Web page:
Keywords: Export; Import; Immigrants; Employment; Wages
    JEL: F16 F22 J21 J31 J61
    Date: 2020–08–20
  7. By: Baum, Christopher F.; Lööf, Hans; Stephan, Andreas; Zimmermann, Klaus F.
    Abstract: Refugee workers start low and adjust slowly to the wages of comparable natives. The innovative approach in this study using unique Swedish employeremployee data shows that the observed wage gap between established refugees and comparable natives is mainly caused by occupational sorting into cognitive and manual tasks. Within occupations, it can be largely explained by differences in work experience. The identification strategy relies on a control group of matched natives with the same characteristics as the refugees, using panel data for 2003–2013 to capture unobserved heterogeneity.
    Keywords: refugees,wage earnings gap,Blinder—Oaxaca decomposition,employer-employee data,coarsened exact matching,correlated random effects model
    JEL: C23 F22 J24 J6 O15
    Date: 2020
  8. By: Stephen R.G. Jones (McMaster University); Fabian Lange (McGill University and CIREQ and NBER and IZA); W. Craig Riddell (University of British Columbia and IZA); Casey Warman (Dalhousie University and NBER)
    Abstract: The Canadian labour market is currently emerging from a holding pattern with unusually high numbers in temporary (or “recall”) unemployment, those “employed but absent from work” for unspecified reasons, or not in the labour force while waiting to be recalled. Two encouraging signs are evident. New postings of vacancies have recovered from 50% percent to about 80% of their pre-crisis level. Also, data suggest that the increase in employment in May 2020 is due to some of those waiting to be recalled re-entering employment. These patterns suggest that a reasonably quick rebound of the labour market may be possible. Warning signs are that the shares of the unemployed without job attachment as well as those on recall engaged in job search are beginning to increase.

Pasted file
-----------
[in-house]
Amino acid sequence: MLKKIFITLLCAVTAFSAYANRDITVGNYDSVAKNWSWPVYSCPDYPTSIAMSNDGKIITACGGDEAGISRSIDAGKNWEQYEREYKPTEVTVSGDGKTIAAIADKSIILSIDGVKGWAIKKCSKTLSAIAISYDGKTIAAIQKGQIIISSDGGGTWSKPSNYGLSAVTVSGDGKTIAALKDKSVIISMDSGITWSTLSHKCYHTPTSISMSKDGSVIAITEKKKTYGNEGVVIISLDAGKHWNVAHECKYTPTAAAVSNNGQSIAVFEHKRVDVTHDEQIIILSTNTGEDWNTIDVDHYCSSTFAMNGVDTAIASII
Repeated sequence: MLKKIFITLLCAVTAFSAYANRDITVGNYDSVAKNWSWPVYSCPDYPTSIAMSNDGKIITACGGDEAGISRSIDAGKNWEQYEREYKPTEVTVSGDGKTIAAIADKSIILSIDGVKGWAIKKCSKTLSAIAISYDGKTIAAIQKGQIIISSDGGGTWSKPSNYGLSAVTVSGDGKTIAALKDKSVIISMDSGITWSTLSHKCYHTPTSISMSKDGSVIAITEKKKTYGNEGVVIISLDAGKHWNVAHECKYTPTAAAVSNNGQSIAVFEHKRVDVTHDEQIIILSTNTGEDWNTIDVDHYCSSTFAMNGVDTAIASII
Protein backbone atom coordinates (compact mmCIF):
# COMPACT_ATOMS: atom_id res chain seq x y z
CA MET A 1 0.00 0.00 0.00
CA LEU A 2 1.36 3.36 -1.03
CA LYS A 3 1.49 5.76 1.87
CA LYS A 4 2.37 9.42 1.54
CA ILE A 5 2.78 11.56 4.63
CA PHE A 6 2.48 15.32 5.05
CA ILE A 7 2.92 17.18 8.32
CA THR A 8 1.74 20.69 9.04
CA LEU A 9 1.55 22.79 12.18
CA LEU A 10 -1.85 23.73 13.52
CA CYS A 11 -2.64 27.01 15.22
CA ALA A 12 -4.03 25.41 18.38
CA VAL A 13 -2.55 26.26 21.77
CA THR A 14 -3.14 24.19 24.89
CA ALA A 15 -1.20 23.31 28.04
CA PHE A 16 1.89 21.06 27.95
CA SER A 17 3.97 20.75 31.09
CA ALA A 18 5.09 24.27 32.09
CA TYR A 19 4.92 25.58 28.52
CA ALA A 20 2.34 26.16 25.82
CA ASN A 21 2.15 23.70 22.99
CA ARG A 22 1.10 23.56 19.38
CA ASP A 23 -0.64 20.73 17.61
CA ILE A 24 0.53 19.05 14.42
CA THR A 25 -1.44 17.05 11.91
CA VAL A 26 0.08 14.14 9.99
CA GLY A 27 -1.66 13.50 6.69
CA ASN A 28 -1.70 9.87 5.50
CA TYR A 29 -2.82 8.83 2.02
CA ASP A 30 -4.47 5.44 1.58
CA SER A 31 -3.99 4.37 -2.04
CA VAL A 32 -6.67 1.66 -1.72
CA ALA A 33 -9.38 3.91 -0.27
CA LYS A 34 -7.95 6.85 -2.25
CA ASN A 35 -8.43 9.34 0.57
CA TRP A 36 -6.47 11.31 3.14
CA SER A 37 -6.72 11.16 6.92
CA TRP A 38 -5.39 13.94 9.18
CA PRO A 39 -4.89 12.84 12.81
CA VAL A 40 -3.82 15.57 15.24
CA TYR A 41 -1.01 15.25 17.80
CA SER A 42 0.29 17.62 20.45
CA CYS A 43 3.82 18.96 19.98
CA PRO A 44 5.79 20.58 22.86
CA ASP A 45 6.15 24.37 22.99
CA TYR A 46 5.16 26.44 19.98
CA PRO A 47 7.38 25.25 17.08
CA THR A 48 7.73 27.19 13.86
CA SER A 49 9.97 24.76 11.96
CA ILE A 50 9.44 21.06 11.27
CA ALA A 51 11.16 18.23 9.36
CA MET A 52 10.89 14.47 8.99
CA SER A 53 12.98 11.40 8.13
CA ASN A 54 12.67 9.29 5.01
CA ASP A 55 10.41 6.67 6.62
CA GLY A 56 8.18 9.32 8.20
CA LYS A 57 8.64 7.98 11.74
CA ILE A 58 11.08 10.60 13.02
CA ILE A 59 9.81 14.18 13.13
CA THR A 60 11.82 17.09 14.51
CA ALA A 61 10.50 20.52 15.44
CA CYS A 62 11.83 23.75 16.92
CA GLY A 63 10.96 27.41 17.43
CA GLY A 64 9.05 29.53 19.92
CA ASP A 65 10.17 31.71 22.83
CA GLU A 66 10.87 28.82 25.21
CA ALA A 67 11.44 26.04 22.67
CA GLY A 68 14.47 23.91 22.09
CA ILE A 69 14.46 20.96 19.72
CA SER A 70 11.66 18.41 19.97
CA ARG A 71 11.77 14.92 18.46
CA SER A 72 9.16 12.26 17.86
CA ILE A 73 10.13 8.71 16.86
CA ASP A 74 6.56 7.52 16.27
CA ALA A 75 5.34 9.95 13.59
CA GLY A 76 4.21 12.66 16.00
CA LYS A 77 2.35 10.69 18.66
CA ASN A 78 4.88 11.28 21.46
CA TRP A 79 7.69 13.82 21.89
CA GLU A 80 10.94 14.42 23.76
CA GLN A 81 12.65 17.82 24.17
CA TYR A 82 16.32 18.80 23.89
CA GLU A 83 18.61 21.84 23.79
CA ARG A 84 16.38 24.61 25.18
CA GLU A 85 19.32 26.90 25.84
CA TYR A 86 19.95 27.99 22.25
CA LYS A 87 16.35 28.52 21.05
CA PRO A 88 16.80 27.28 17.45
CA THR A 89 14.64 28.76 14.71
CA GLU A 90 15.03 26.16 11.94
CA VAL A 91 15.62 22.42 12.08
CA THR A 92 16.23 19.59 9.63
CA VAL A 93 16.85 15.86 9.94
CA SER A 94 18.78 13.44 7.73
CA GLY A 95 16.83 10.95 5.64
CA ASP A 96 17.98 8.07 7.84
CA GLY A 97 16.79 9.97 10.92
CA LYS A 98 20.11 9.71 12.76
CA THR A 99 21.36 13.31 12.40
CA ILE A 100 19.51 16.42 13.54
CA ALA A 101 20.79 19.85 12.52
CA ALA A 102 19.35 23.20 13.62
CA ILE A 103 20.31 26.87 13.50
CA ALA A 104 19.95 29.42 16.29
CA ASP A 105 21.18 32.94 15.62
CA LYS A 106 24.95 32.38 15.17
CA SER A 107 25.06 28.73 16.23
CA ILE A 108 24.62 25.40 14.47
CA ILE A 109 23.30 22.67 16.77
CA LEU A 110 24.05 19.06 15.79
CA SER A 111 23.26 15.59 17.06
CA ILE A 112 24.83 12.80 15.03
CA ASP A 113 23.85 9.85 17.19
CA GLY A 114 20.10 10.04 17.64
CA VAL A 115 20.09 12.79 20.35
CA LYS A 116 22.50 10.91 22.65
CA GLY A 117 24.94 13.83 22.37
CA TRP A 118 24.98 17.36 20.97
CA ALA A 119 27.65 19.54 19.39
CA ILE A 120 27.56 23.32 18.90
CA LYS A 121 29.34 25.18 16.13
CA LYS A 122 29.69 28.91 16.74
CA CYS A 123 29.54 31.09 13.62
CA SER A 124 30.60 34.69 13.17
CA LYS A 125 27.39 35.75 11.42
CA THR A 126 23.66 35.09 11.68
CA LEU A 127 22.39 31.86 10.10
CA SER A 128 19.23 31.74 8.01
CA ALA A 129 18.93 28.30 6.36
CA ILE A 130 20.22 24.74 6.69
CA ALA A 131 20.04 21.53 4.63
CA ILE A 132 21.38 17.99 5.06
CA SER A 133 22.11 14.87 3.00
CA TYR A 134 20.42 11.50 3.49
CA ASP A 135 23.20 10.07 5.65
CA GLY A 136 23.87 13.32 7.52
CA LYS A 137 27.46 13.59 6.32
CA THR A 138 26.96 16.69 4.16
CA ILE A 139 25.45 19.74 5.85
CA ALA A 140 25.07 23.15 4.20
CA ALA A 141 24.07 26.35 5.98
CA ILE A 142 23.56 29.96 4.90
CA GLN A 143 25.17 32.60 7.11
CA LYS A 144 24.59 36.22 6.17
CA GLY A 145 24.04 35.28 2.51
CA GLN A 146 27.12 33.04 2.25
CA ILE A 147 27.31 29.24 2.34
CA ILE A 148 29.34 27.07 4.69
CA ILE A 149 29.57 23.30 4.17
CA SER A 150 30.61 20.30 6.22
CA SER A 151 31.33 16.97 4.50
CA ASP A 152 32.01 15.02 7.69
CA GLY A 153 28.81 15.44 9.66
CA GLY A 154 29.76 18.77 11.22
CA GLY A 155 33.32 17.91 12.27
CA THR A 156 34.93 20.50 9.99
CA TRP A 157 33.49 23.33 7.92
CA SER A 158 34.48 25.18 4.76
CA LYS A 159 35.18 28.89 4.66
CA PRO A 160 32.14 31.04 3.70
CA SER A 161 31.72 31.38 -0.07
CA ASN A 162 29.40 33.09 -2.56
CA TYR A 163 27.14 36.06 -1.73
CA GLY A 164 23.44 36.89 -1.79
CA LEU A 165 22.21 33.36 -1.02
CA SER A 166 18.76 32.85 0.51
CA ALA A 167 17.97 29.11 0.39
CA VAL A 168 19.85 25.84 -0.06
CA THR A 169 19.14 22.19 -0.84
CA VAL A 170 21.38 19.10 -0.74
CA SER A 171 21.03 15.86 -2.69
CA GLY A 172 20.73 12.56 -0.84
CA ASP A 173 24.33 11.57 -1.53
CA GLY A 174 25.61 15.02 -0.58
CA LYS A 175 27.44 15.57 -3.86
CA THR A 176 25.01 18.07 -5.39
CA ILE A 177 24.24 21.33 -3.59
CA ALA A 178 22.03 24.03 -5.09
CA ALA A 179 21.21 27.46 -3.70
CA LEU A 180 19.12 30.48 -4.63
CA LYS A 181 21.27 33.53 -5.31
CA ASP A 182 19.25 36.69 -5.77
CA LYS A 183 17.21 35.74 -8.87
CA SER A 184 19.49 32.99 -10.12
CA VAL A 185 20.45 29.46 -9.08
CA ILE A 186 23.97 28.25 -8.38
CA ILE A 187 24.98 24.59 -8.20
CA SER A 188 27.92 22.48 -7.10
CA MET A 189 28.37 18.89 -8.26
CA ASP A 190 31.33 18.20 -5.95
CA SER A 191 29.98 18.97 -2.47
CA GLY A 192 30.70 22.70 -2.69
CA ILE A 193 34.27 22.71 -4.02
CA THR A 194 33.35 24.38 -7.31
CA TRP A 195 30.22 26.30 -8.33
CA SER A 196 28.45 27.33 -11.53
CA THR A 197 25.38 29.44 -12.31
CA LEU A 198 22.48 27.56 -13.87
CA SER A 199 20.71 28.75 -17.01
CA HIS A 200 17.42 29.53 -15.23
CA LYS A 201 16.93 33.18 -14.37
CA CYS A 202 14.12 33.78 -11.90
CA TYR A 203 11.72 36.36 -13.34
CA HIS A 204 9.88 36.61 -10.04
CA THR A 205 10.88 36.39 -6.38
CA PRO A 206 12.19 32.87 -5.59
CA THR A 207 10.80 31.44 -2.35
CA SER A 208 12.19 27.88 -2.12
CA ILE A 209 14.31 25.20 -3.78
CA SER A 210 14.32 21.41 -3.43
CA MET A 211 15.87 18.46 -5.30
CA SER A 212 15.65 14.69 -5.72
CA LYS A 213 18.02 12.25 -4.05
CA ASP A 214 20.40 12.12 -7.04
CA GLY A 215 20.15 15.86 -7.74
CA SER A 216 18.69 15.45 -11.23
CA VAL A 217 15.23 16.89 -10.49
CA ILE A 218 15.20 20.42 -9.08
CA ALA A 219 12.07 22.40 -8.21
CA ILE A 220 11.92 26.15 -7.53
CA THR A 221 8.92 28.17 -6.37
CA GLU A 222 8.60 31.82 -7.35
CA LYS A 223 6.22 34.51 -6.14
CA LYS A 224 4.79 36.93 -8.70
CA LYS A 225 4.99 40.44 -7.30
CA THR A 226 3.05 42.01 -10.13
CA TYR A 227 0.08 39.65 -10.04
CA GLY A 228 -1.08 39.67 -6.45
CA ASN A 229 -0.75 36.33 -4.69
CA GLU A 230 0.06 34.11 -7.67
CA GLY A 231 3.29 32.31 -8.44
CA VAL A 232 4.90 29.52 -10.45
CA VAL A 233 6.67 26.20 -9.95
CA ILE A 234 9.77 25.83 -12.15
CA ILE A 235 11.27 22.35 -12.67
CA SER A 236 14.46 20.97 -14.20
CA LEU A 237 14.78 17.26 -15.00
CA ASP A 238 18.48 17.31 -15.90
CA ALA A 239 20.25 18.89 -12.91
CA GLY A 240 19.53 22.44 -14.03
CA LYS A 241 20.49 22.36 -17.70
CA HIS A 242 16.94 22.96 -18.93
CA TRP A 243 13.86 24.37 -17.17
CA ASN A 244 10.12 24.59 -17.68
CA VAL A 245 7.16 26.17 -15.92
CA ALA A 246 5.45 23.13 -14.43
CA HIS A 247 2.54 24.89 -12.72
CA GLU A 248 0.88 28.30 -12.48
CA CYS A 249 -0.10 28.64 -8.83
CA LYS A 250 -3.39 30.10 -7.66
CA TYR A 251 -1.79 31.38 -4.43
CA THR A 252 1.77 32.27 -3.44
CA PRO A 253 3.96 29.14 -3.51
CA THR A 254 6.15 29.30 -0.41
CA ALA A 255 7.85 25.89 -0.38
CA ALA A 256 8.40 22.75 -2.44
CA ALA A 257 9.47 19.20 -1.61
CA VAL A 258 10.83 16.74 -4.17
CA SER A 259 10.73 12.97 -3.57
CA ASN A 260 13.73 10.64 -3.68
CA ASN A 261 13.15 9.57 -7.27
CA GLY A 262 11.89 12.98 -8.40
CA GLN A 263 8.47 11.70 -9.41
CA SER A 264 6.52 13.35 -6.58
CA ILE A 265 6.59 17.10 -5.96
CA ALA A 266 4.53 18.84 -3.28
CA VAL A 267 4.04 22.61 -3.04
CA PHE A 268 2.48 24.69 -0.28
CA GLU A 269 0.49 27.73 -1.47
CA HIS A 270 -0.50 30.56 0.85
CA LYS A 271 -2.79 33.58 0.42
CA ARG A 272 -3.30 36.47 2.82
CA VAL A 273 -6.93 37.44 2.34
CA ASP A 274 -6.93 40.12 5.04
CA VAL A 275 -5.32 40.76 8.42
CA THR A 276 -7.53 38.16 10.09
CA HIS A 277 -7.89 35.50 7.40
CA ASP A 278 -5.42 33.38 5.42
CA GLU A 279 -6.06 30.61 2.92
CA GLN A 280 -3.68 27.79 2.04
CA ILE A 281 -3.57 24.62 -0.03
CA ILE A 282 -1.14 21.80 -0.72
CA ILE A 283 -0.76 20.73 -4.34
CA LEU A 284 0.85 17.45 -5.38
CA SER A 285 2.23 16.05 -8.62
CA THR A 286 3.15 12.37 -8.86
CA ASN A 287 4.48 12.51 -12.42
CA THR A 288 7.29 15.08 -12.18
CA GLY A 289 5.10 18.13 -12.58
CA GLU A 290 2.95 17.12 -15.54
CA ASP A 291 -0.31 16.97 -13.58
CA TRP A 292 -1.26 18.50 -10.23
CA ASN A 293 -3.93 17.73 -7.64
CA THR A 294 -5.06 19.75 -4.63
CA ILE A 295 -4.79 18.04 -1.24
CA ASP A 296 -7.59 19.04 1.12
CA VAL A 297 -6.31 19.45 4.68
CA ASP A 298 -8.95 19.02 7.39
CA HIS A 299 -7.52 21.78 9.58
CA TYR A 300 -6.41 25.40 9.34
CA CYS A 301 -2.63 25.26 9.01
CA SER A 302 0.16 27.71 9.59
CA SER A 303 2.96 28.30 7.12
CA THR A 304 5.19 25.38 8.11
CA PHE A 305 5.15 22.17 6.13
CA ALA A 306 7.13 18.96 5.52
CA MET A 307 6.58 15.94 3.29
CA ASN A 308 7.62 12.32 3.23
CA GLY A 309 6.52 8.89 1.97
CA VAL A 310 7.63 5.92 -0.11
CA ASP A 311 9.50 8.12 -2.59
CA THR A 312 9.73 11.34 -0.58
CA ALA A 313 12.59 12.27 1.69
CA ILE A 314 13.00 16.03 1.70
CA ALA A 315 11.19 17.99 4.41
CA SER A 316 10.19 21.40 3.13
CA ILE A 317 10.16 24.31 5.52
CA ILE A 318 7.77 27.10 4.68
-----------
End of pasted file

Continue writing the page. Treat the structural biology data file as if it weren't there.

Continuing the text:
Keywords: COVID-19, vacancies, unemployment, employment
    JEL: J21 J22 J23 J63
    Date: 2020–06
  9. By: Kettlewell, Nathan (University of Technology, Sydney); Lam, Jack (University of Queensland)
    Abstract: Social support is increasingly acknowledged as an important resource for promoting wellbeing. We test whether social support changes around retirement. We also examine whether social support moderates dynamics in mental wellbeing around retirement and consider both own and spouse's retirement. Using longitudinal data from Australia, we find little effect of own or spouse's retirement on social support. However, in fixed-effects models, dynamics in mental wellbeing are significantly different between those with low/high social support. Using pension eligibility as an instrument, we find that own retirement causally improves mental wellbeing for women (weaker evidence for men) and by a similar degree for those with low/high social support. We also estimate responses to life satisfaction and find evidence that spill-over benefits from spousal retirement are much larger for individuals with low social support.
    Keywords: retirement, social support, Australia, couples, mental wellbeing
    JEL: I10 H55 J14 J26
    Date: 2020–06
  10. By: Gordon B. Dahl; Matthew M. Knepper